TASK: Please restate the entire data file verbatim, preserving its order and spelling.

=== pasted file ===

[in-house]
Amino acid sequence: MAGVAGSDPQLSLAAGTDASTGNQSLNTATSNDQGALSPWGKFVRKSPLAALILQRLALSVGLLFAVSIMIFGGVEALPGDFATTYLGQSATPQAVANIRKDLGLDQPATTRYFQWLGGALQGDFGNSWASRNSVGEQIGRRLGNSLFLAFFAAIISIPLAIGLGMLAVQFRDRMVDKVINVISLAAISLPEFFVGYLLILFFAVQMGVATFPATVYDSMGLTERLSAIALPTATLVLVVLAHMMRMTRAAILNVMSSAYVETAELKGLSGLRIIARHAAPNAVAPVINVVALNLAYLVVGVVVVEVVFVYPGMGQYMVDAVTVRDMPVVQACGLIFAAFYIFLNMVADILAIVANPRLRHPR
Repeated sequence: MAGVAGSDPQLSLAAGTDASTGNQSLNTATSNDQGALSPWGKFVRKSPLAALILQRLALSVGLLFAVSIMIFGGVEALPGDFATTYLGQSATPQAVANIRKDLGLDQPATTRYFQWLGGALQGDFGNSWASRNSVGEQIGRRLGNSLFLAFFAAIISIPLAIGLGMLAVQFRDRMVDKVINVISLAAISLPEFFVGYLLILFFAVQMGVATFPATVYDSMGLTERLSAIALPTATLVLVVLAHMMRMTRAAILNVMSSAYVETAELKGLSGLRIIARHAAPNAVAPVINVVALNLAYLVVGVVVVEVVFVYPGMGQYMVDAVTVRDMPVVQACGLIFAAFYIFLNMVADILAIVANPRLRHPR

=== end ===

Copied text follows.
[in-house]
Amino acid sequence: MAGVAGSDPQLSLAAGTDASTGNQSLNTATSNDQGALSPWGKFVRKSPLAALILQRLALSVGLLFAVSIMIFGGVEALPGDFATTYLGQSATPQAVANIRKDLGLDQPATTRYFQWLGGALQGDFGNSWASRNSVGEQIGRRLGNSLFLAFFAAIISIPLAIGLGMLAVQFRDRMVDKVINVISLAAISLPEFFVGYLLILFFAVQMGVATFPATVYDSMGLTERLSAIALPTATLVLVVLAHMMRMTRAAILNVMSSAYVETAELKGLSGLRIIARHAAPNAVAPVINVVALNLAYLVVGVVVVEVVFVYPGMGQYMVDAVTVRDMPVVQACGLIFAAFYIFLNMVADILAIVANPRLRHPR
Repeated sequence: MAGVAGSDPQLSLAAGTDASTGNQSLNTATSNDQGALSPWGKFVRKSPLAALILQRLALSVGLLFAVSIMIFGGVEALPGDFATTYLGQSATPQAVANIRKDLGLDQPATTRYFQWLGGALQGDFGNSWASRNSVGEQIGRRLGNSLFLAFFAAIISIPLAIGLGMLAVQFRDRMVDKVINVISLAAISLPEFFVGYLLILFFAVQMGVATFPATVYDSMGLTERLSAIALPTATLVLVVLAHMMRMTRAAILNVMSSAYVETAELKGLSGLRIIARHAAPNAVAPVINVVALNLAYLVVGVVVVEVVFVYPGMGQYMVDAVTVRDMPVVQACGLIFAAFYIFLNMVADILAIVANPRLRHPR